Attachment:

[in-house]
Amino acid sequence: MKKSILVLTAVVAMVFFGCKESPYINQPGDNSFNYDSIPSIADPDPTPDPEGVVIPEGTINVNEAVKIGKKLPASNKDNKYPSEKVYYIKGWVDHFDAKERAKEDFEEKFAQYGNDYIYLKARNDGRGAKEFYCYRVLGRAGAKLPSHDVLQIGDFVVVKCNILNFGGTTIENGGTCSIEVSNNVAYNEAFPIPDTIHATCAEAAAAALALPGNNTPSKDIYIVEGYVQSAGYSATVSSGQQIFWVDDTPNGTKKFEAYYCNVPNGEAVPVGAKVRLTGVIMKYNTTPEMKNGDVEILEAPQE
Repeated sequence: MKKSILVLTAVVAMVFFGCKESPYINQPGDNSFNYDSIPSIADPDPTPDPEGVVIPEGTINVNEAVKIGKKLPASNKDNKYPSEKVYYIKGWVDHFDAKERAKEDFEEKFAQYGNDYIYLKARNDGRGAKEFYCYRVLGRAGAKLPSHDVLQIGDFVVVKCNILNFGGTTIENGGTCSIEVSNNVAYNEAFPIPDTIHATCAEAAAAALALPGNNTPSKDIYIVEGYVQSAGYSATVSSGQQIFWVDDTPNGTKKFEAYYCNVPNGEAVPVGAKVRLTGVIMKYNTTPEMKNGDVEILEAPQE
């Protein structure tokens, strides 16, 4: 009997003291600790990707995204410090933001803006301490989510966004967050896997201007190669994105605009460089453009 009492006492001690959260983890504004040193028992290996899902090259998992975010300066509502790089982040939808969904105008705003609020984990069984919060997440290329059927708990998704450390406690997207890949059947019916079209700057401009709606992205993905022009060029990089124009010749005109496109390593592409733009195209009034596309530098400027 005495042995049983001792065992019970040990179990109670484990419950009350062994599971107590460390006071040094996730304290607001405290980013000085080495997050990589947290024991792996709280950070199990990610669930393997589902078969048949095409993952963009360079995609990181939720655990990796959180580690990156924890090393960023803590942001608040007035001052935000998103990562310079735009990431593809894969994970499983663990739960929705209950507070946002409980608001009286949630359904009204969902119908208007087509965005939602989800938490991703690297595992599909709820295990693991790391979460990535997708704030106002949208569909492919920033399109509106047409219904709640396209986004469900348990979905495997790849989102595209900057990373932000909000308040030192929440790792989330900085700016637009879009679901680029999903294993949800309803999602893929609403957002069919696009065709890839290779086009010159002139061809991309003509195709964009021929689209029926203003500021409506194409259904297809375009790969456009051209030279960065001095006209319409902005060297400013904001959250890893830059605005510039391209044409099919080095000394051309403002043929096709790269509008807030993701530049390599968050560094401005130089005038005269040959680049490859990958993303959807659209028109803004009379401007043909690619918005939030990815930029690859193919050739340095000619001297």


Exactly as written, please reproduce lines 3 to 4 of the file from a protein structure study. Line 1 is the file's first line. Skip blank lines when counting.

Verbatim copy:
Repeated sequence: MKKSILVLTAVVAMVFFGCKESPYINQPGDNSFNYDSIPSIADPDPTPDPEGVVIPEGTINVNEAVKIGKKLPASNKDNKYPSEKVYYIKGWVDHFDAKERAKEDFEEKFAQYGNDYIYLKARNDGRGAKEFYCYRVLGRAGAKLPSHDVLQIGDFVVVKCNILNFGGTTIENGGTCSIEVSNNVAYNEAFPIPDTIHATCAEAAAAALALPGNNTPSKDIYIVEGYVQSAGYSATVSSGQQIFWVDDTPNGTKKFEAYYCNVPNGEAVPVGAKVRLTGVIMKYNTTPEMKNGDVEILEAPQE
């Protein structure tokens, strides 16, 4: 009997003291600790990707995204410090933001803006301490989510966004967050896997201007190669994105605009460089453009 009492006492001690959260983890504004040193028992290996899902090259998992975010300066509502790089982040939808969904105008705003609020984990069984919060997440290329059927708990998704450390406690997207890949059947019916079209700057401009709606992205993905022009060029990089124009010749005109496109390593592409733009195209009034596309530098400027 005495042995049983001792065992019970040990179990109670484990419950009350062994599971107590460390006071040094996730304290607001405290980013000085080495997050990589947290024991792996709280950070199990990610669930393997589902078969048949095409993952963009360079995609990181939720655990990796959180580690990156924890090393960023803590942001608040007035001052935000998103990562310079735009990431593809894969994970499983663990739960929705209950507070946002409980608001009286949630359904009204969902119908208007087509965005939602989800938490991703690297595992599909709820295990693991790391979460990535997708704030106002949208569909492919920033399109509106047409219904709640396209986004469900348990979905495997790849989102595209900057990373932000909000308040030192929440790792989330900085700016637009879009679901680029999903294993949800309803999602893929609403957002069919696009065709890839290779086009010159002139061809991309003509195709964009021929689209029926203003500021409506194409259904297809375009790969456009051209030279960065001095006209319409902005060297400013904001959250890893830059605005510039391209044409099919080095000394051309403002043929096709790269509008807030993701530049390599968050560094401005130089005038005269040959680049490859990958993303959807659209028109803004009379401007043909690619918005939030990815930029690859193919050739340095000619001297």